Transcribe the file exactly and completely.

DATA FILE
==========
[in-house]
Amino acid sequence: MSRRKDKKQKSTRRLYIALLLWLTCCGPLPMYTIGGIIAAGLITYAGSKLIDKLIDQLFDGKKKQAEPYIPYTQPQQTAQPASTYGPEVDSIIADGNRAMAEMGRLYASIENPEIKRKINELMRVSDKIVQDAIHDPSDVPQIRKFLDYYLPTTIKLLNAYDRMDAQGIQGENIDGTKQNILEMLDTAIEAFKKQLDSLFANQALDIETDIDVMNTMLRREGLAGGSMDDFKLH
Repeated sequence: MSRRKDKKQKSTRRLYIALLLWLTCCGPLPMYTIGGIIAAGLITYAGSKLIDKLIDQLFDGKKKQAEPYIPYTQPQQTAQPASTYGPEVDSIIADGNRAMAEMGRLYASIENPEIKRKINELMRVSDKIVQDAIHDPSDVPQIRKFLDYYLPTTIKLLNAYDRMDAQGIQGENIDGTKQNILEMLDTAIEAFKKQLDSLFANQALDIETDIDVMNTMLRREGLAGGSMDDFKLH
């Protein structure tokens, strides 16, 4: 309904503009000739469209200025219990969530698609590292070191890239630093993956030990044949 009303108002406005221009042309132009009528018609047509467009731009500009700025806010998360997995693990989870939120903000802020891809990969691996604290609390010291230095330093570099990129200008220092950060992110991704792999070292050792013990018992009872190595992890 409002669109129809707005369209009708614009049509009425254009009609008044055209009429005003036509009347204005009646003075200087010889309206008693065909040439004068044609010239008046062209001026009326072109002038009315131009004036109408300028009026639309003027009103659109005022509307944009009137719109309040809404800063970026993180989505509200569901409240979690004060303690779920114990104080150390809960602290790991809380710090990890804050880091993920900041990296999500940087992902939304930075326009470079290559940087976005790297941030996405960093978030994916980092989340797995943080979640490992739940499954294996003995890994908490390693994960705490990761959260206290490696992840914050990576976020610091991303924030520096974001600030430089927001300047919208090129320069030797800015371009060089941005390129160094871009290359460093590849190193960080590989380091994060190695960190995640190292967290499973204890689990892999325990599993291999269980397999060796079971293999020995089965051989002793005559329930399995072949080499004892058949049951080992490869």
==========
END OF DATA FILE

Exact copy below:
[in-house]
Amino acid sequence: MSRRKDKKQKSTRRLYIALLLWLTCCGPLPMYTIGGIIAAGLITYAGSKLIDKLIDQLFDGKKKQAEPYIPYTQPQQTAQPASTYGPEVDSIIADGNRAMAEMGRLYASIENPEIKRKINELMRVSDKIVQDAIHDPSDVPQIRKFLDYYLPTTIKLLNAYDRMDAQGIQGENIDGTKQNILEMLDTAIEAFKKQLDSLFANQALDIETDIDVMNTMLRREGLAGGSMDDFKLH
Repeated sequence: MSRRKDKKQKSTRRLYIALLLWLTCCGPLPMYTIGGIIAAGLITYAGSKLIDKLIDQLFDGKKKQAEPYIPYTQPQQTAQPASTYGPEVDSIIADGNRAMAEMGRLYASIENPEIKRKINELMRVSDKIVQDAIHDPSDVPQIRKFLDYYLPTTIKLLNAYDRMDAQGIQGENIDGTKQNILEMLDTAIEAFKKQLDSLFANQALDIETDIDVMNTMLRREGLAGGSMDDFKLH
């Protein structure tokens, strides 16, 4: 309904503009000739469209200025219990969530698609590292070191890239630093993956030990044949 009303108002406005221009042309132009009528018609047509467009731009500009700025806010998360997995693990989870939120903000802020891809990969691996604290609390010291230095330093570099990129200008220092950060992110991704792999070292050792013990018992009872190595992890 409002669109129809707005369209009708614009049509009425254009009609008044055209009429005003036509009347204005009646003075200087010889309206008693065909040439004068044609010239008046062209001026009326072109002038009315131009004036109408300028009026639309003027009103659109005022509307944009009137719109309040809404800063970026993180989505509200569901409240979690004060303690779920114990104080150390809960602290790991809380710090990890804050880091993920900041990296999500940087992902939304930075326009470079290559940087976005790297941030996405960093978030994916980092989340797995943080979640490992739940499954294996003995890994908490390693994960705490990761959260206290490696992840914050990576976020610091991303924030520096974001600030430089927001300047919208090129320069030797800015371009060089941005390129160094871009290359460093590849190193960080590989380091994060190695960190995640190292967290499973204890689990892999325990599993291999269980397999060796079971293999020995089965051989002793005559329930399995072949080499004892058949049951080992490869």